The great, unsung African American songwriters who struggled and thrived between Reconstruction and the Depression take a bow in this lively survey. The writers (Jasen is author of Recorded Ragtime, 1897-1958; Jones is an actor and sheet music collector) show that although early stars like James A. Bland, Gussie L. Davis and Irving Jones worked in existing 19th-century genres (minstrel songs, tearjerkers and so-called coon songs), innovators of the teens and 1920s--among them Chris Smith, Shelton Brooks, W.C. Handy, Eubie Blake and Fats Waller--transformed American popular music with their creative approaches to rag, blues and jazz. Jason and Jones also demonstrate that in a field dominated by whites, black songwriters of the time depended on their own versatility in order to survive; most were performers as well as songwriters, and many were skilled entrepreneurs, impresarios and promoters (for example, record executive J. Mayo Williams, music publishers Shep Edmonds and Cecil Mack, and band and orchestra organizer James Reese Europe). Thoroughly researched and entertainingly written, the book is an impressive tribute to dozens of remarkable careers. Photos. Editor, Richard Carlin. (Aug.)
Library Journal - Library Journal
It doesn't take much effort to gauge the influence of African Americans on modern popular music. One look at this week's top ten will reveal that at least half of the tunes are by black artists, and the work of blues and jazz musicians of the 1930s and 1940s, which ultimately contributed to the birth of rock'n'roll, is well documented. But some readers will be surprised to learn of well-loved songs written by blacks from 1880 to 1930. From James A. Bland, a minstrel-era star known as the black Stephen Foster; to W.C. Handy, the first person to put the blues on paper; to Fats Waller, who conquered Broadway with songs like "Ain't Misbehavin'"--these individuals excelled in every genre of popular music. This book also explores performers, music publishers, and entrepreneurs. Jasen, head of the C.W. Post College Popular Music Archive, and Jones, who has written monographs on Tom Turpin and The Original Dixieland Jazz Band, provide substantial biographies of more than 40 figures, well known and obscure, that personalize and deepen this look at an important contribution to American culture. Recommended for popular music collections.--Dan Bogey, Clearfield Cty. P.L. Federation, Curwensville, PA
Chronicles African-American songwriters, who introduced new rhythms and subject matter into American popular song. The narrative includes discussion of the minstrel era and the beginnings of Tin Pan Alley, the first black composers on Broadway, the first black publishers of popular music, black entrepreneurs of the blues, and black theater composers of the 1920s. Annotation c. by Book News, Inc., Portland, Or.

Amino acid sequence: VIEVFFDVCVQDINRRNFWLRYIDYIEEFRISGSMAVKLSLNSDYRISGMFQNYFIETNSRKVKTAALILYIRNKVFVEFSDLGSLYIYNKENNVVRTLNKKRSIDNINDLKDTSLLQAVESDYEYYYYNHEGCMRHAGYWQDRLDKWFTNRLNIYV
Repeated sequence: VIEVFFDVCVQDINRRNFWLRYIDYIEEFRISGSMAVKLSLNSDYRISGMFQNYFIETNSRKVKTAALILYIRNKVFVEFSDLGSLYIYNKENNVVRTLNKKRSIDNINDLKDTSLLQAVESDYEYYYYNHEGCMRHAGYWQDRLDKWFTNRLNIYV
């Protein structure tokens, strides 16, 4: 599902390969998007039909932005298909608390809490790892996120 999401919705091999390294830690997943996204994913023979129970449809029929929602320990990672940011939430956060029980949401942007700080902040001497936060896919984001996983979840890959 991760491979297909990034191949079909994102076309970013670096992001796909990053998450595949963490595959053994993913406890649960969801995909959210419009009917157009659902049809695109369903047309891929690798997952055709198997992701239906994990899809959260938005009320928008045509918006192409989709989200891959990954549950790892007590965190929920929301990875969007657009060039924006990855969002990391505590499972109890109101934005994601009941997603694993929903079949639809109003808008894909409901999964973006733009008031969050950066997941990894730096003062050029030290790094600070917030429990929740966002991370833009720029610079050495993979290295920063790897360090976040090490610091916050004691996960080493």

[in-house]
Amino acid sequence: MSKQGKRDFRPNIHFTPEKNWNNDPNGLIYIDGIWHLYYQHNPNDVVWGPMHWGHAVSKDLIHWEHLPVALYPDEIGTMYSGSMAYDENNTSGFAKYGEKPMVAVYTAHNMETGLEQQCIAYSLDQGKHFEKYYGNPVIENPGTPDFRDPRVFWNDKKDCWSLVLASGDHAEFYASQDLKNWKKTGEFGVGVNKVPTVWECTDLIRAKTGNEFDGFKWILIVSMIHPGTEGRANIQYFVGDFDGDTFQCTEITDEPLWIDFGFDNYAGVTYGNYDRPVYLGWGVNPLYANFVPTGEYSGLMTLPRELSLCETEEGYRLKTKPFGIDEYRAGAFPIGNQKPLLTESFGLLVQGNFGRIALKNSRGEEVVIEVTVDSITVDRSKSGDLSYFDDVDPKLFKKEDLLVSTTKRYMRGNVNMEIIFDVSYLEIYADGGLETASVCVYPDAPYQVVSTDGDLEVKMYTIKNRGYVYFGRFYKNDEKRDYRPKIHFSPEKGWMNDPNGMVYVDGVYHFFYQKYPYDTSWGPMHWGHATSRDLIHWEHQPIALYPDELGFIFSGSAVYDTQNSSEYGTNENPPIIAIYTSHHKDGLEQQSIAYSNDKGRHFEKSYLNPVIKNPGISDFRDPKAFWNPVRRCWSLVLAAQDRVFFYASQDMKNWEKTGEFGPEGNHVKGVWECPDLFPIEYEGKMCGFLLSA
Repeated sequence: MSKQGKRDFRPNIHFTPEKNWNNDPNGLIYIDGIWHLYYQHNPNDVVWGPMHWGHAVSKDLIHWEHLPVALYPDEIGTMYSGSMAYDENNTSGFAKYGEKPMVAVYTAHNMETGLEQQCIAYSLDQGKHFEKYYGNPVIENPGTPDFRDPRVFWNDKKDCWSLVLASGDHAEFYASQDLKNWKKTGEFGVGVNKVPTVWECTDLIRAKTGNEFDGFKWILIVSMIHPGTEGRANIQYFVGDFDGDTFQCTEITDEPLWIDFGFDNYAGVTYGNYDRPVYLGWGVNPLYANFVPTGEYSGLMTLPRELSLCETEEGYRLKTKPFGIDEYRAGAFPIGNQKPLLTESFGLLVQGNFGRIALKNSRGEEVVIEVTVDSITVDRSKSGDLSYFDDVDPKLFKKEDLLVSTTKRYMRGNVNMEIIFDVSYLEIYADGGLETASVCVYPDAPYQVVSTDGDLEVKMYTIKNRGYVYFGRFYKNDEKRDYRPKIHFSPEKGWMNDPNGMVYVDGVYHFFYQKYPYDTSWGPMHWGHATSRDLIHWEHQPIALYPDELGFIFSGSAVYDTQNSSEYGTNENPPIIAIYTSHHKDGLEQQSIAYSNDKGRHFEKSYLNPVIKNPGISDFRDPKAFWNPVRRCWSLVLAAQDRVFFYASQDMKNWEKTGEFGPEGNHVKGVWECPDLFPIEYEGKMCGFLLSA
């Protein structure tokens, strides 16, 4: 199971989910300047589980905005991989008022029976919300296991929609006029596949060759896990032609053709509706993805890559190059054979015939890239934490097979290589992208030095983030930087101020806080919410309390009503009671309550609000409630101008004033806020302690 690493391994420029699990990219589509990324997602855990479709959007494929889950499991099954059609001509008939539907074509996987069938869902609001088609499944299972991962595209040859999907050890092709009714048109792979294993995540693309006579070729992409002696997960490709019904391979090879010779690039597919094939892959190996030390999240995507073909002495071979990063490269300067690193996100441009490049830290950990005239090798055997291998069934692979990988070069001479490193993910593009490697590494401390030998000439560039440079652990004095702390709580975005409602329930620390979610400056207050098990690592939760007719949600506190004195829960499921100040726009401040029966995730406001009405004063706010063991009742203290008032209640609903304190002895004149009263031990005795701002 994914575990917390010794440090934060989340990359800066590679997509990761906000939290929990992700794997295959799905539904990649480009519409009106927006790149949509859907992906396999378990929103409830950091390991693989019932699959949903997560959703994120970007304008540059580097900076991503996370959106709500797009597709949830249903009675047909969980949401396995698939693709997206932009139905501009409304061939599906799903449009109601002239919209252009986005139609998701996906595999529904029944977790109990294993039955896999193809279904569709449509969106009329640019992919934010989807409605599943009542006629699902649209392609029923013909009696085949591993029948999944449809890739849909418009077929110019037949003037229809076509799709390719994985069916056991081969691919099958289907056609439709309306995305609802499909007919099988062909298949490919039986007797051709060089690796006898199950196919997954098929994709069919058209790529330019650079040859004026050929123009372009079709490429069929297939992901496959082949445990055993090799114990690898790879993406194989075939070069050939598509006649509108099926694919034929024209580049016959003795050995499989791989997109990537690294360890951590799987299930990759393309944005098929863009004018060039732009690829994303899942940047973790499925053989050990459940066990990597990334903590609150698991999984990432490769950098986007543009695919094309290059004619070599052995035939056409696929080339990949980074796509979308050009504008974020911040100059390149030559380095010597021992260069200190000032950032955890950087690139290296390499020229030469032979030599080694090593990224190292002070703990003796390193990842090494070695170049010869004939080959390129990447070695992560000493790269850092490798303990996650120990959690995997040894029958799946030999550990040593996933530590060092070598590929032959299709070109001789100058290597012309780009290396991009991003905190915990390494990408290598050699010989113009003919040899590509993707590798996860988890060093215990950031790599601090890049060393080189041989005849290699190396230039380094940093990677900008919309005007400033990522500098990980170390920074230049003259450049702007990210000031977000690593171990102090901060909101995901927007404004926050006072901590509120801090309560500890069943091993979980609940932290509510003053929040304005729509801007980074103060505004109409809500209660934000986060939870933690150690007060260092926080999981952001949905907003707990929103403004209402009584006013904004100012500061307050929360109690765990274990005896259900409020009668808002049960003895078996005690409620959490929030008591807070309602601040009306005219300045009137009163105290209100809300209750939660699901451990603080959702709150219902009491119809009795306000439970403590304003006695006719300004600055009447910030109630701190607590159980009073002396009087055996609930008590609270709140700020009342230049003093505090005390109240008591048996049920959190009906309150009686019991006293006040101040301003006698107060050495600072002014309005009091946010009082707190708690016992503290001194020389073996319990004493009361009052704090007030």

Kirkus Reviews
Jasen, an accomplished ragtime pianist and historian (Rags and Ragtime, 1978) and Jones, an actor and amateur jazz historian, offer an entertaining and thoughtful history of great but neglected African-American tunesmiths from the vaudeville and early jazz eras. In this highly intelligent and stylishly written volume, Jasen and Jones virtually recount the history of the pivotal era in American popular entertainmentþfrom the minstrel show to the talkies and radioþthrough the lives and works of 27 black composers, producers, performers, and music publishers. Some of the namesþFats Waller, W.C. Handy, Bert Williams, Eubie Blakeþwill be familiar to a general readership, and a few others may ring a bell for buffs, but most have been lost in the murk to which too many black artists have been consigned by the racism of their era, ill luck, and the vagaries of passing time. Readers will be surprised to learn of James A. Bland, often called "the black Stephen Foster," whose most famous composition is "Carry Me Back to Old Virginny," or the wildly prolific Perry Bradford, whose discovery of Mamie Smith triggered the '20s blues craze. More significantly, Jasen and Jones document the ways in which racism in the budding entertainment industry deprived many of these men (for they were all males) of the opportunity to join the ranks of the Gershwins, Kerns, and Porters in the pantheon of American song and, in some cases, cost them the most basic credit for their work. By focusing on these key but mostly forgotten figures, the authors have added an absolutely necessary chapter to the history of show business. Although it occasionally drifts into "and then he wrote "cataloguing, this is for the most part an excellent study of neglected creators. (b&w photos, not seen)

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Product Details

Omnibus Press
Publication date:
Product dimensions:
6.61(w) x 9.54(h) x 1.68(d)